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UK: Boris Johnson's office hit by suspected UAE-linked Pegasus spyware attack

Citizen Lab suspects 'multiple' infections with the NSO Group spyware were orchestrated by the UAE
Britain's Prime Minister Boris Johnson reacts as he meets with HM Coastguard and Royal Navy crews and technical staff at Lydd Airport, in southeast England, on 14 April 2022 (AFP)

The office of UK Prime Minister Boris Johnson was hit by a suspected spyware attack in 2020 and 2021, using the Israeli NSO Group's controversial Pegasus software, the British premier was told on Monday.

According to a report released by the tech organisation Citizen Lab, Johnson's Downing Street office was hit by "multiple" suspected infections.

Citizen Lab said it suspected the spyware attacks targeting Number 10 Downing Street were orchestrated by the United Arab Emirates.

“We confirm that in 2020 and 2021 we observed and notified the government of the United Kingdom of multiple suspected instances of Pegasus spyware infections within official UK networks," the group said in a statement.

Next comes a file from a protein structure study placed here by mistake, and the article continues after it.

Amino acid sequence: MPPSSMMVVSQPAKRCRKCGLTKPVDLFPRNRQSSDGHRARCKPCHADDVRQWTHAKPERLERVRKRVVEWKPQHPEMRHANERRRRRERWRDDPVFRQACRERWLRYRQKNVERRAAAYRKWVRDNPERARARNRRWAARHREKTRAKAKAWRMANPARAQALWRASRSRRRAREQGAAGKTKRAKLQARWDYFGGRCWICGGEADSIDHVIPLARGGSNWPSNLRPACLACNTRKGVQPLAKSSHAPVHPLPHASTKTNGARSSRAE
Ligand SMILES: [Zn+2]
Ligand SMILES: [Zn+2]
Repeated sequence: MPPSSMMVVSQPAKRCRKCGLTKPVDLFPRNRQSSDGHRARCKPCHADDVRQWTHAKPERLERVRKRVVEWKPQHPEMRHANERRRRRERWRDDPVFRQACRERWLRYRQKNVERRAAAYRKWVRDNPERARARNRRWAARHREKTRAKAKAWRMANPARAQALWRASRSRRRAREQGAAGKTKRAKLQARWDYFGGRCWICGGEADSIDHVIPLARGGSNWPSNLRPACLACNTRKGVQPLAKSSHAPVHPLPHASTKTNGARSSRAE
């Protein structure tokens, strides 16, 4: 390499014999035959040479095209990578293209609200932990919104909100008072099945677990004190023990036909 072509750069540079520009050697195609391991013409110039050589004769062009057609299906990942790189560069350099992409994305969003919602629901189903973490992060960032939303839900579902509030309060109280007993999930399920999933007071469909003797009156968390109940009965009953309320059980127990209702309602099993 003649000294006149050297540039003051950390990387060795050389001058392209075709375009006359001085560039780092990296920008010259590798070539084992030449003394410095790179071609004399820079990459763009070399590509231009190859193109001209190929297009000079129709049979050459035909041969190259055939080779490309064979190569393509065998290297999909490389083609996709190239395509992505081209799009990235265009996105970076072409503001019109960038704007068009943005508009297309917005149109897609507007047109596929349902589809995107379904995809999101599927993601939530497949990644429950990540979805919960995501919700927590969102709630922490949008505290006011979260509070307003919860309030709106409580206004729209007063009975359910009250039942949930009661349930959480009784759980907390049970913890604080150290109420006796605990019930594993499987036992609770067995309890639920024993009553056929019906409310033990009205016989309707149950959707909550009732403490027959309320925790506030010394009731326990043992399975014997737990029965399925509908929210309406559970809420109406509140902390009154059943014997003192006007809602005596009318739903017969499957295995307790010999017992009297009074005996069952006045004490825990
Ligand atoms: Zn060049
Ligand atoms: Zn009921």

"These included: the prime minister’s office (10 Downing Street) [and] the Foreign and Commonwealth Office … The suspected infection at the UK prime minister’s office was associated with a Pegasus operator we link to the UAE.”

They added that their researchers were not able to identify the specific individuals within these bodies that had been hacked.

The Pegasus software allows governments to access the phones or laptops of activists and journalists worldwide, allowing operators to view messages, contacts, the camera, microphone, and location history. 

Since the investigation into the global use of the illegal spyware in governments such as Saudi Arabia, Morocco, Bahrain, and the United Arab Emirates, the NSO Group has said that they have no control over how clients use their products or have access to any data they collect and claim to have safeguards in place.

However, critics say the safeguards are insufficient.

In November 2021, the US blacklisted the NSO Group after saying its activities went against its national security interests. 

In a statement to The Guardian on Monday, the NSO Group said criticism against their company by groups like Citizen Lab was "politically motivated".

"We have repeatedly cooperated with governmental investigations, where credible allegations merit. However, information raised regarding these allegations are, yet again, false and could not be related to NSO products for technological and contractual reasons," said a spokesperson.